Study Estimates Risks of Breast and Ovarian Cancers in BRCA1/2-Mutation Carriers

In a prospective cohort study reported in JAMA, Kuchenbaecker et al derived estimates of cumulative risks for breast, ovarian, and contralateral breast cancers among women carrying BRCA1 or BRCA2 mutations.

Study Details

The study involved data from 6,036 BRCA1 and 3,820 BRCA2 carriers recruited between 1997 and 2011 through the International BRCA1/2 Carrier Cohort Study, Breast Cancer Family Registry, and Kathleen Cuningham Foundation Consortium for Research into Familial Breast Cancer. Of them, 5,046 women were unaffected, and 4,810 had breast or ovarian cancer or both at baseline. The majority of women were from large national studies in the UK, Netherlands, and France. Follow-up ended in December 2013.

Cancer Risks

A total of 3,886 women (median age = 38 years), 5,066 women (median age = 38 years), and 2,213 women (median age = 47 years) were eligible for the breast cancer, ovarian cancer, and contralateral breast cancer analyses, respectively. Median follow-up was 5 years. During follow-up, 426 patients were diagnosed with breast cancer, 109 were diagnosed with ovarian cancer, and 245 were diagnosed with contralateral breast cancer.

  • The cumulative risk of breast cancer to age 80 years was 72% for BRCA1 and 69% for BRCA2 carriers. The incidence rose rapidly in early adulthood until ages 30 to 40 years for BRCA1 and 40 to 50 years for BRCA2 carriers and then remained at a constant rate of 20 to 30 cases per 1,000 person-years until age 80 years.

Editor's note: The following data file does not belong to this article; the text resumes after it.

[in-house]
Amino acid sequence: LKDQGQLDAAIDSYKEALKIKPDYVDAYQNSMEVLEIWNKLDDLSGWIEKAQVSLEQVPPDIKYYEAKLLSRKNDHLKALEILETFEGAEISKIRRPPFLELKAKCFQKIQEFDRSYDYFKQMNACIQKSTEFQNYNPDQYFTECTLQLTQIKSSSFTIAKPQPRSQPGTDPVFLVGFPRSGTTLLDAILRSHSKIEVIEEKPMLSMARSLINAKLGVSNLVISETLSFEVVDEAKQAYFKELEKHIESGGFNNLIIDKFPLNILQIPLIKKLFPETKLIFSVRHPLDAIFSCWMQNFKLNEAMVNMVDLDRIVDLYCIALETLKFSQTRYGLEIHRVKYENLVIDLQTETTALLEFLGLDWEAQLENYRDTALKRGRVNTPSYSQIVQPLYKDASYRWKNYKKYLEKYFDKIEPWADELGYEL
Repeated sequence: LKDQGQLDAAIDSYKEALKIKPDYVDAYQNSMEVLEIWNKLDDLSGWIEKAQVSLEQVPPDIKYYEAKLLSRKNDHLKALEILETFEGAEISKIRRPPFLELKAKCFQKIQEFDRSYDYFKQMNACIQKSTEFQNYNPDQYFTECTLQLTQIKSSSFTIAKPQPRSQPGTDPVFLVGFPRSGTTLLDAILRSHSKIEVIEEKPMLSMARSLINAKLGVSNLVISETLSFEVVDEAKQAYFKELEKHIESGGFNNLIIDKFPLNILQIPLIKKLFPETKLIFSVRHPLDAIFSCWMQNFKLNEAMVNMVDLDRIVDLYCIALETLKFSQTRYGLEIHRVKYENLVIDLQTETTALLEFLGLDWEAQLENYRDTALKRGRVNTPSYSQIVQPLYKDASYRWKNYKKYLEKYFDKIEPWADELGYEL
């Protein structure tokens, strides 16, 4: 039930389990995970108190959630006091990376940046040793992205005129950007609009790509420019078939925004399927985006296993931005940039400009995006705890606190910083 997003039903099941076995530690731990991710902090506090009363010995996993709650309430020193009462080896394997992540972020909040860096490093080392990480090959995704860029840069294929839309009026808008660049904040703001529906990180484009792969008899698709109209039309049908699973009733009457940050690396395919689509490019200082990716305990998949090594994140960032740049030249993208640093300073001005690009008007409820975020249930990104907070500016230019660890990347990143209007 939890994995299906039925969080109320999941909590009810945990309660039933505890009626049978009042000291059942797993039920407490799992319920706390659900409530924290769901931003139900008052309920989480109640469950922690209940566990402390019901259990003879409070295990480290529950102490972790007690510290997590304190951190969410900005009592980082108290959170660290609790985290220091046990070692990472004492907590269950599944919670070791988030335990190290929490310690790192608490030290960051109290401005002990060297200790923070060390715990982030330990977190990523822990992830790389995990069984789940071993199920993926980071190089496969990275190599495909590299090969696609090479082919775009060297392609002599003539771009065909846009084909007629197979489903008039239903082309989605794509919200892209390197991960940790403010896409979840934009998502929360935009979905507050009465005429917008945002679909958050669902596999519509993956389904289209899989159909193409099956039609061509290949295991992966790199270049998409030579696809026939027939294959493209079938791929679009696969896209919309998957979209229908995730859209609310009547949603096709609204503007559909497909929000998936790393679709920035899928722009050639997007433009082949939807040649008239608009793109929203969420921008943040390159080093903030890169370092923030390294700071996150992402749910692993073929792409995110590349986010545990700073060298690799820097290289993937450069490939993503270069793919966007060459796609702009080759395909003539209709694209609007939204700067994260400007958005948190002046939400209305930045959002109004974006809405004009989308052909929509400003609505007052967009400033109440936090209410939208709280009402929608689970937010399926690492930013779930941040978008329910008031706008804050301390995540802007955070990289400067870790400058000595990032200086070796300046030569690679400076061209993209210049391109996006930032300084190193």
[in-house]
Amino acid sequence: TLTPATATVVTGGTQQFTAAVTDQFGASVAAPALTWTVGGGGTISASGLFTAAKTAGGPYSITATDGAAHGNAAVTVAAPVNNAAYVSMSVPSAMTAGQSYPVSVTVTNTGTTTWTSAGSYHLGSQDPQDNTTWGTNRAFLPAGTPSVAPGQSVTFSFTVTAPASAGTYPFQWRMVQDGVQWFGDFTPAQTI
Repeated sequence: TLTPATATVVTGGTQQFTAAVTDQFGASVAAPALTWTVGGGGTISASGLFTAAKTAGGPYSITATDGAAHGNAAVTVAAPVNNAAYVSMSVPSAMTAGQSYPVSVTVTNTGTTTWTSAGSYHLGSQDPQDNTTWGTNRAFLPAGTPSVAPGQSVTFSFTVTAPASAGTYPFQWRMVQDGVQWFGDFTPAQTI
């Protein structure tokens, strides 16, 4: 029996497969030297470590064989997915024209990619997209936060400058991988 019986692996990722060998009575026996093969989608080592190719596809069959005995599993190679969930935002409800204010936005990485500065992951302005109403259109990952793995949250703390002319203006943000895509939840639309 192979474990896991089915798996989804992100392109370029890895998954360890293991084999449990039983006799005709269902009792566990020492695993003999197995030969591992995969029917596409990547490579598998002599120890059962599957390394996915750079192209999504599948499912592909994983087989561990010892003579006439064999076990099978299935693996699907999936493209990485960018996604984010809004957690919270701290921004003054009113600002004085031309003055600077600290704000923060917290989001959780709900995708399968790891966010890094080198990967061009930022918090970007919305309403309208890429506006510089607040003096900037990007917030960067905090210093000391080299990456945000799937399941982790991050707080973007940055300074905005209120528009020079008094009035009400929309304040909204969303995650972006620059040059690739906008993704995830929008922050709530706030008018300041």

• The cumulative risk of ovarian cancer to age 80 years was 44% for BRCA1 and 17% for BRCA2 carriers.
  • The cumulative risk for contralateral breast cancer at 20 years after breast cancer diagnosis was 40% for BRCA1 and 26% for BRCA2 carriers.
  • The breast cancer risk increased with increasing number of first- and second-degree relatives diagnosed with breast cancer for both BRCA1 (hazard ratio [HR] for ≥ 2 vs 0 affected relatives = 1.99, P < .001 for trend) and BRCA2 carriers (HR for ≥ 2 vs 0 affected = 1.91, P = .02 for trend).
  • The breast cancer risk was increased with mutations located outside vs within regions bounded by positions c.2282-c.4071 in BRCA1 (HR = 1.46, P = .007) and c.2831-c.6401 in BRCA2 (HR = 1.93, P < .001).

The investigators concluded: “These findings provide estimates of cancer risk based on BRCA1 and BRCA2 mutation carrier status using prospective data collection and demonstrate the potential importance of family history and mutation location in risk assessment.”

The study was supported by Cancer Research UK grants.

Antonis C. Antoniou, PhD, of the University of Cambridge, is the corresponding author of the JAMA article.

The content in this post has not been reviewed by the American Society of Clinical Oncology, Inc. (ASCO®) and does not necessarily reflect the ideas and opinions of ASCO®.




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